Saturday, February 15, 2014

Standard Pauper Singleton Thoughts

Don't forget that this coming Monday we will have a special edition of Monday Pauper Deck Challenge, where our format will be Standard Pauper Singleton. You can get all the details here.

Today, I want to briefly discuss some thoughts I had while contemplating what to play for this upcoming event.

So what is it that makes this format different? Obviously, the difference is that you only have one of any given card, including any non-basic lands. This has several implications:
  1. Color-fixing will be more difficult than normal. Currently, Gates have been by far the most popular way to fix your mana. But for this event, you will only be able to play one of each type of Gate. Even for a two-color deck, you probably want to consider cards like Unknown Shores, Transguild Promenade, or Prophetic Prism.
  2. Removal will be reduced. The best removal in the set are cards like Pacifism, Lightning Strike, or Devour Flesh. With the restriction of only being able to play one of each card, players will need a diversity of different removal options, rather than relying only on the best ones. Overall this should lessen the effect of removal in general.
  3. Powerful combos are much less reliable. Any combination that requires an exact combination of two or more specific cards will be highly unlikely to happen in the game, especially since no tutor effects are in the cardpool. Basing your strategy around a particular set of interactions is probably a bad idea.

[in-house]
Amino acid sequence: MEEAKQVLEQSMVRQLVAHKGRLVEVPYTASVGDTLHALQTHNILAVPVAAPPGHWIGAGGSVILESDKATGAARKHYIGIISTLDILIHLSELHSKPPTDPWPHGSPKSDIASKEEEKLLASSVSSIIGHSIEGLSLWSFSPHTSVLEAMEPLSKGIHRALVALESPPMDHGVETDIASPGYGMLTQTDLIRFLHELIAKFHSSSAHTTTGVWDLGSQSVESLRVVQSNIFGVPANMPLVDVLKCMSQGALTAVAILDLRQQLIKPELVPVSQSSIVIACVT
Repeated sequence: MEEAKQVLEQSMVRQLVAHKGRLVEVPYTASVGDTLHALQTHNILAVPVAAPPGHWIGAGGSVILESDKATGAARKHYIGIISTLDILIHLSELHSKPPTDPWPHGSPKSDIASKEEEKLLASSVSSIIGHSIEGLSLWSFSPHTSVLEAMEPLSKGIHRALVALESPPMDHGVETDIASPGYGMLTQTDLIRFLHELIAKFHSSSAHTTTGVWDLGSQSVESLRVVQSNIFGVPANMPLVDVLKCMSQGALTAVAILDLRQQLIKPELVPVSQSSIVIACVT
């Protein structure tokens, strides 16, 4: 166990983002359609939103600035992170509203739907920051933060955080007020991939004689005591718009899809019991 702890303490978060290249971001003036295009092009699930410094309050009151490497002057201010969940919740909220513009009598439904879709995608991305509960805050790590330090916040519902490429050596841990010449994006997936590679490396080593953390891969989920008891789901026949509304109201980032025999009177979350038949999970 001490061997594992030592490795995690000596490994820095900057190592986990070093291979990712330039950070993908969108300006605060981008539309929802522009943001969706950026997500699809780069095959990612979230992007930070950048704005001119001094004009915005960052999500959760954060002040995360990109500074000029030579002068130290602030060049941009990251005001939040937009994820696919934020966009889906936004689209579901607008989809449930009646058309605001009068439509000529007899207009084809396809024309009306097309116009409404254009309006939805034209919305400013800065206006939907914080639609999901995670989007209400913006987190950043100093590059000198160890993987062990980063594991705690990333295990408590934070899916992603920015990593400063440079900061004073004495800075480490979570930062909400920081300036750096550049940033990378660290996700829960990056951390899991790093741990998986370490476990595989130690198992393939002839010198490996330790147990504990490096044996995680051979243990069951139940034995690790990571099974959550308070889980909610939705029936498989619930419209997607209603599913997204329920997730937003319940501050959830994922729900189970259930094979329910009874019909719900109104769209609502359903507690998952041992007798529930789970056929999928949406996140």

4. Creature combat will be king. Given the above factors, almost every game will come down to which player is able to gain the most advantage through combat. While this is generally true in Standard Pauper already, it should be even more pronounced in Singleton.
  5. Mana curve should be your top priority. Since you can't rely nearly as much on the quality of your cards, you  need to maximize the quantity of your cards. Drawing expensive cards early, or cheap cards late, could be the difference between winning and losing. While you obviously can't control this, you can minimize variance by having a balanced distribution of mana costs in your deck.
Factor in these five considerations, and you'll have the best chance to finish well in the upcoming event.

What about you, readers? Any major considerations that I missed? What archetypes might fit best, given these factors? If you have some thoughts, I'd love to hear about it.

Hope to see you Monday!

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